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UK gin sales grew at slower pace

Gin sales in the UK were valued at around £2.6 billion (US$3.3bn) last year despite a slowdown in growth, according to the Wine and Spirit Trade Association (WSTA).

WSTA: “We knew that growth in the gin category would slow eventually”

Consumers purchased 83 million bottles of gin last year, an increase of 14%, figures from trade body the WSTA revealed. The value of gin in the UK rose by 24% last year.

In 2019, gin sales continued to grow, although at a slower pace, the WSTA noted, as distillers continue to innovate in the category and provide more choice for consumers.

Miles Beale, chief executive of WSTA, said: “Gin sales continued to grow throughout 2019 despite a number of predictions that the bubble will have to burst soon.

“We knew that growth in the gin category would slow eventually, it was always inevitable given the incredible numbers we were seeing from 2016 onwards. We remain optimistic that British gin will continue to create a stir at home and abroad as our innovative distillers continue to produce new colours, creations and botanical masterpieces.”

By 2016 gin was growing by double digits in both volume and value sales, with 2018 witnessing a peak growth period where volume sales were up 42% and value sales rose by 50%, the WSTA said.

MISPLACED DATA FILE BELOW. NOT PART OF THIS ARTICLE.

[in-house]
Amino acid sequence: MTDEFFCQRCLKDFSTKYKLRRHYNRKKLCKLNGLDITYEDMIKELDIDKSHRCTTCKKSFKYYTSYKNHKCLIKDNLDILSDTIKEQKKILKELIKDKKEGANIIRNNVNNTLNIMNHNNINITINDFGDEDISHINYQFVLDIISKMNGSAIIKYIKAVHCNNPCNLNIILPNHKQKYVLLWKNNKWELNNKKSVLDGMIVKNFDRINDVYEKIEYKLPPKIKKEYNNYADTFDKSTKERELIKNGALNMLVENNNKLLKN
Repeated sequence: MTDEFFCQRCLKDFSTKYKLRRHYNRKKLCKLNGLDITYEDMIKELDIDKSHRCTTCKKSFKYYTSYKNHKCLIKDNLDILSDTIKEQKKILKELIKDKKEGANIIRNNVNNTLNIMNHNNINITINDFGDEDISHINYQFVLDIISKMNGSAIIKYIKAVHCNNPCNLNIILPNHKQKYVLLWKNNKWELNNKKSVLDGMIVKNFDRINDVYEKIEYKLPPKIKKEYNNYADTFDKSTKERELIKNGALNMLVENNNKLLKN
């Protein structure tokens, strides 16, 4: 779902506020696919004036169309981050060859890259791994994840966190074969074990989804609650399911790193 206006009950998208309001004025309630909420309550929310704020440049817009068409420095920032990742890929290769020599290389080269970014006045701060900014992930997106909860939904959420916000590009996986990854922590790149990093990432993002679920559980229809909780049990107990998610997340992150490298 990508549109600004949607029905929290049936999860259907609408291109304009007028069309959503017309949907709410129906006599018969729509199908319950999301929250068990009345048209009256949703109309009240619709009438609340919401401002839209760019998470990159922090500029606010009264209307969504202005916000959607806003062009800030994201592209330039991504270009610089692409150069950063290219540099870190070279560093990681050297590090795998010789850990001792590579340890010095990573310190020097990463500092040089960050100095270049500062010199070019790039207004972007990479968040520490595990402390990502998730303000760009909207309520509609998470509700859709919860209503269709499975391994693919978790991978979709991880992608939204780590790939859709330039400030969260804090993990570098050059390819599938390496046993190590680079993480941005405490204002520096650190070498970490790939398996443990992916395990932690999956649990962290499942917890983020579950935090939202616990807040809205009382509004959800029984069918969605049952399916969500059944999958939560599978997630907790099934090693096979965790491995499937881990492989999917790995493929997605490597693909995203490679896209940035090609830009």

British gin sales abroad reached £672m (US$872.7m) in 2019, according to figures from HM Revenue and Customs (HMRC).

There are at least 441 distilleries in the UK according to the latest figures from 2019. In comparison, there were 152 distilleries in 2013, 96 of which were in Scotland.

The WSTA also cited a CGA survey which showed that gin was the best-selling spirit for online shoppers in March as the UK enforced lockdown measures.

The trade body said it will be interesting to see how the category performs in 2020 after the UK on-trade was told to shut in March due to the pandemic.

‘Post-pandemic recovery’

Beale added: “Online demand for gin has outstripped all others in the spirit category during the lockdown of the last few months, and provided that SMEs [small and medium enterprise] can survive the ongoing economic uncertainty wrought by the coronavirus pandemic, it’s clear that gin’s success can be maintained at home and replicated abroad as our distillers look to export.

“British spirits are world renowned. Provided our SMEs can survive the current economic uncertainty there is potential – and significant motivation – to build UK spirits exports. But, this will need the right government support, especially for SME distillers. We believe British gin exports could be a tonic for British SMEs post-pandemic recovery.”

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